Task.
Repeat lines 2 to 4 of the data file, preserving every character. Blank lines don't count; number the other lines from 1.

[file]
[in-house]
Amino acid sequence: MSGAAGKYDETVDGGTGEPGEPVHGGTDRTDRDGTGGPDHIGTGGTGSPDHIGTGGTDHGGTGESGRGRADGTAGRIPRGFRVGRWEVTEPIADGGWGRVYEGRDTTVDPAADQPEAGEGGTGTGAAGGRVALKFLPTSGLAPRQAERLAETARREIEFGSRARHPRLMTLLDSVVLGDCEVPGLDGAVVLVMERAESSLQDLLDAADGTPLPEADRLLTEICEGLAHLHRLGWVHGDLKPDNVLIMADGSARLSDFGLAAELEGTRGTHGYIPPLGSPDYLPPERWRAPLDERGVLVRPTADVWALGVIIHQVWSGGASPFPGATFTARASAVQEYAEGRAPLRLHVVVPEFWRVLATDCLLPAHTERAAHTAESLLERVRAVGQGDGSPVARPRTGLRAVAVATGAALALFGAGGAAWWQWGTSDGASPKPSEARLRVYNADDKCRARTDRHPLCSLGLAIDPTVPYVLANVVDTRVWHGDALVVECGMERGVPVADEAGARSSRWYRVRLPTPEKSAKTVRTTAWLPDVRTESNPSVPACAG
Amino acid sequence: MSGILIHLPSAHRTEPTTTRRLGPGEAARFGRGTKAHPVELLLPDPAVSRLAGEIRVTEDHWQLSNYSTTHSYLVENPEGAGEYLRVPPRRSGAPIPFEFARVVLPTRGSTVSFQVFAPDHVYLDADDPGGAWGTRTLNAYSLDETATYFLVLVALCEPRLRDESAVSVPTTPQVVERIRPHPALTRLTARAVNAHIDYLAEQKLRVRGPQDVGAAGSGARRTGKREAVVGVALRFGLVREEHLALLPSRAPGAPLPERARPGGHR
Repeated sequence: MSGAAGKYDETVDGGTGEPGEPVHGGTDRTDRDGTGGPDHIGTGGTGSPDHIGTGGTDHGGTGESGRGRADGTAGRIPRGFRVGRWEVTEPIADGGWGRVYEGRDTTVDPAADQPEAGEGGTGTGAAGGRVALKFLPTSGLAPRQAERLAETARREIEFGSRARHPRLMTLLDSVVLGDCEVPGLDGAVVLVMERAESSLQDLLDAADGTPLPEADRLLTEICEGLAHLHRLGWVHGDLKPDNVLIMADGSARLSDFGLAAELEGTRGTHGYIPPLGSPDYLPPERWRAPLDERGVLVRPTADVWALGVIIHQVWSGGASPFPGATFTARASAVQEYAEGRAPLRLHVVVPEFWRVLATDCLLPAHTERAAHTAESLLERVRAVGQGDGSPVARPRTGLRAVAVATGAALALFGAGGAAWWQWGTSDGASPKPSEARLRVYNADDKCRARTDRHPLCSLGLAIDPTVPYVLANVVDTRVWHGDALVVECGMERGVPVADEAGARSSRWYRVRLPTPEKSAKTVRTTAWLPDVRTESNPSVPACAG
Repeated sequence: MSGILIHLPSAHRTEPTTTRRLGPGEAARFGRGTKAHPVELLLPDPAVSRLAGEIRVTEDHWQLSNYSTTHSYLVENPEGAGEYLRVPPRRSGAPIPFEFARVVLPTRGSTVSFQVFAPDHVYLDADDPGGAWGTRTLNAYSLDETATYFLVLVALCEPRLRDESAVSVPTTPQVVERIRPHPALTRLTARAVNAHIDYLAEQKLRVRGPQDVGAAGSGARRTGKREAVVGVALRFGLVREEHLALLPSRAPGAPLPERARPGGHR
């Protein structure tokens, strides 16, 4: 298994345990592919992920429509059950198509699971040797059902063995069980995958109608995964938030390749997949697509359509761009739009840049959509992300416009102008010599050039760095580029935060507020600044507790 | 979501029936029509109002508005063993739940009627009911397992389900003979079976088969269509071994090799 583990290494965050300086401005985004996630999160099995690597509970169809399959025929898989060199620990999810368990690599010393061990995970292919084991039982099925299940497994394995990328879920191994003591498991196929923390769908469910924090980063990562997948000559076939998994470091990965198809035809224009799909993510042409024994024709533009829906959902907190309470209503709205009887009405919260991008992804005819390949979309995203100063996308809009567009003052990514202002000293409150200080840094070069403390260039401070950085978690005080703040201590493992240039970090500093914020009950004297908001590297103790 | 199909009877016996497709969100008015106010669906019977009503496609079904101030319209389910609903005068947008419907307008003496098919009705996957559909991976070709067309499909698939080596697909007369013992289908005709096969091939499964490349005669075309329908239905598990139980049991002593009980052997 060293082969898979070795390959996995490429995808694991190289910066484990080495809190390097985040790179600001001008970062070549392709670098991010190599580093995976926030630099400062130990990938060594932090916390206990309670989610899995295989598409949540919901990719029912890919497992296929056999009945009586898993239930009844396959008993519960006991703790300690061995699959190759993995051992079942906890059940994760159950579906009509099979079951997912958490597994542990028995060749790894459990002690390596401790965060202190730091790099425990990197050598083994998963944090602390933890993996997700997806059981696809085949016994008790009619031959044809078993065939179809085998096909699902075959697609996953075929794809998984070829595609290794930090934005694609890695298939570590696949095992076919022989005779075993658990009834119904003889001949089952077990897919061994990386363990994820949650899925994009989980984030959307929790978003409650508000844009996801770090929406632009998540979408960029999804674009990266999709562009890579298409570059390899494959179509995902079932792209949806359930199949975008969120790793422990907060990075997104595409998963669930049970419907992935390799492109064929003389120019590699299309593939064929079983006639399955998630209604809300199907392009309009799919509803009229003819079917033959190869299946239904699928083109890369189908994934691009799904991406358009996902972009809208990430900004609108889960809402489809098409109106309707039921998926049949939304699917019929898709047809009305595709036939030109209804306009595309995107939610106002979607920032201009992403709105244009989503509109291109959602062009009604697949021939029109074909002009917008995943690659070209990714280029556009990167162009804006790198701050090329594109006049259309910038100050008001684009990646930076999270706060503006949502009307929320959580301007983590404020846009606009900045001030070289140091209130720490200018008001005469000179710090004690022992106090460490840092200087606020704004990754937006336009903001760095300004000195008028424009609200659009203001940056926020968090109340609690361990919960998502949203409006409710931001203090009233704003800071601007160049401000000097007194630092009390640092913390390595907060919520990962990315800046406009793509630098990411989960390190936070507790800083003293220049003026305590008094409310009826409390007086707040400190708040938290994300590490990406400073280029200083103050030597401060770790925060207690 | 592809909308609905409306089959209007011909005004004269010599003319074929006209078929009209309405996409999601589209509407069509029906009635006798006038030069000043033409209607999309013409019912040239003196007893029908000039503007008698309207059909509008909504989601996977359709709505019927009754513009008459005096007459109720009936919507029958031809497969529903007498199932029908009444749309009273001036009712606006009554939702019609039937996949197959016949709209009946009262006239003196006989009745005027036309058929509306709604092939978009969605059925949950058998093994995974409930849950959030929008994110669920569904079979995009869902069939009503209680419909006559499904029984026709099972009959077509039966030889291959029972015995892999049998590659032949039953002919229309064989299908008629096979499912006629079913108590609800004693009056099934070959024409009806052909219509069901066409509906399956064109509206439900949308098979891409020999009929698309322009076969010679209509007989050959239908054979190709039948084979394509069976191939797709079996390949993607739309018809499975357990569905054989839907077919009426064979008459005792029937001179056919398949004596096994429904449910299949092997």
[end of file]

Amino acid sequence: MSGAAGKYDETVDGGTGEPGEPVHGGTDRTDRDGTGGPDHIGTGGTGSPDHIGTGGTDHGGTGESGRGRADGTAGRIPRGFRVGRWEVTEPIADGGWGRVYEGRDTTVDPAADQPEAGEGGTGTGAAGGRVALKFLPTSGLAPRQAERLAETARREIEFGSRARHPRLMTLLDSVVLGDCEVPGLDGAVVLVMERAESSLQDLLDAADGTPLPEADRLLTEICEGLAHLHRLGWVHGDLKPDNVLIMADGSARLSDFGLAAELEGTRGTHGYIPPLGSPDYLPPERWRAPLDERGVLVRPTADVWALGVIIHQVWSGGASPFPGATFTARASAVQEYAEGRAPLRLHVVVPEFWRVLATDCLLPAHTERAAHTAESLLERVRAVGQGDGSPVARPRTGLRAVAVATGAALALFGAGGAAWWQWGTSDGASPKPSEARLRVYNADDKCRARTDRHPLCSLGLAIDPTVPYVLANVVDTRVWHGDALVVECGMERGVPVADEAGARSSRWYRVRLPTPEKSAKTVRTTAWLPDVRTESNPSVPACAG
Amino acid sequence: MSGILIHLPSAHRTEPTTTRRLGPGEAARFGRGTKAHPVELLLPDPAVSRLAGEIRVTEDHWQLSNYSTTHSYLVENPEGAGEYLRVPPRRSGAPIPFEFARVVLPTRGSTVSFQVFAPDHVYLDADDPGGAWGTRTLNAYSLDETATYFLVLVALCEPRLRDESAVSVPTTPQVVERIRPHPALTRLTARAVNAHIDYLAEQKLRVRGPQDVGAAGSGARRTGKREAVVGVALRFGLVREEHLALLPSRAPGAPLPERARPGGHR
Repeated sequence: MSGAAGKYDETVDGGTGEPGEPVHGGTDRTDRDGTGGPDHIGTGGTGSPDHIGTGGTDHGGTGESGRGRADGTAGRIPRGFRVGRWEVTEPIADGGWGRVYEGRDTTVDPAADQPEAGEGGTGTGAAGGRVALKFLPTSGLAPRQAERLAETARREIEFGSRARHPRLMTLLDSVVLGDCEVPGLDGAVVLVMERAESSLQDLLDAADGTPLPEADRLLTEICEGLAHLHRLGWVHGDLKPDNVLIMADGSARLSDFGLAAELEGTRGTHGYIPPLGSPDYLPPERWRAPLDERGVLVRPTADVWALGVIIHQVWSGGASPFPGATFTARASAVQEYAEGRAPLRLHVVVPEFWRVLATDCLLPAHTERAAHTAESLLERVRAVGQGDGSPVARPRTGLRAVAVATGAALALFGAGGAAWWQWGTSDGASPKPSEARLRVYNADDKCRARTDRHPLCSLGLAIDPTVPYVLANVVDTRVWHGDALVVECGMERGVPVADEAGARSSRWYRVRLPTPEKSAKTVRTTAWLPDVRTESNPSVPACAG